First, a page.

Sociology Ch. 3: Socialization and Social Interaction

Terms in this set (75)

Lawrence Kohlberg, Carol Gilligan: Children develop their ability to think and act morally through several stages. If they fail to reach the conventional stage, in which adolescents realize that their parents and society have rules that should be followed because they are morally right to follow, they might well engage in harmful behavior. Whereas boys tend to use formal rules to decide what is right or wrong, she wrote, girls tend to take personal relationships into account. Carol Gilligan's research demonstrated that sociological factors help explain differences in the sense of self that boys and girls usually develop.
Parents and teachers pass on different cultural standards to boys and girls.
Much research shows that girls develop lower self-esteem than boys.
She was interested by why at the age of 10, a lot of girls that collective generalized other. But not boys. And boys suppressed collective generalized other. She argued the development of boys and girls are different bc of the gender socialization they experience.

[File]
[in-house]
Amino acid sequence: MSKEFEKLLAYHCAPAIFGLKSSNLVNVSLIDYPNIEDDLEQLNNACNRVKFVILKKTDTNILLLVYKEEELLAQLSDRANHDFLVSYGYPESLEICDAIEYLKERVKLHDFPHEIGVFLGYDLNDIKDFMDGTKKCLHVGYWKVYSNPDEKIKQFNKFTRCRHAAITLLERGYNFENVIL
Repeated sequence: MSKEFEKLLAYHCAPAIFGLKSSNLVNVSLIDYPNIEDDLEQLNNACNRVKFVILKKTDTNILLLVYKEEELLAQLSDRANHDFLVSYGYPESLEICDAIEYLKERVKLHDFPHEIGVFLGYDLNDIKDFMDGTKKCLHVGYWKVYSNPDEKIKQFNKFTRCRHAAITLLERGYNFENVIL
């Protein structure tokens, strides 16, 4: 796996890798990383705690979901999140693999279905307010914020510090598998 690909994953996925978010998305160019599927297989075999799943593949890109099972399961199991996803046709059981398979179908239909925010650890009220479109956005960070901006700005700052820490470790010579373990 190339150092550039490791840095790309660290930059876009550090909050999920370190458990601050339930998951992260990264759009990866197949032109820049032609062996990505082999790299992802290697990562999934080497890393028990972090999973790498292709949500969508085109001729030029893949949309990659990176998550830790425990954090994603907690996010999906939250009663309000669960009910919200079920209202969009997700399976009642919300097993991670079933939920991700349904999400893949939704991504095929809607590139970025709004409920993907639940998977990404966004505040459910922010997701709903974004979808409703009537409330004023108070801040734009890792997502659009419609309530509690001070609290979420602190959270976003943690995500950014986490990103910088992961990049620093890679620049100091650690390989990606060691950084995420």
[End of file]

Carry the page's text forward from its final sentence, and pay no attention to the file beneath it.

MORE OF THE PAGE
Kohlberg: He argues that most people dnt reach post conventional morality, they get stuck at the conventional morality.
Pre-conventional—kids get punished if they do wrong
Conventional morality—taking on responsibility. College students take responsibility of grades and everything.
Post-conventional morality—being to recognize that laws and rules and opinions of others dnt really matter. High order of molarity is what matters, and what guides your decisions.
The higher we see education go, we can generally hope that after graduation we hit post conventional morality...having a more critical thought process. Very correlated with education
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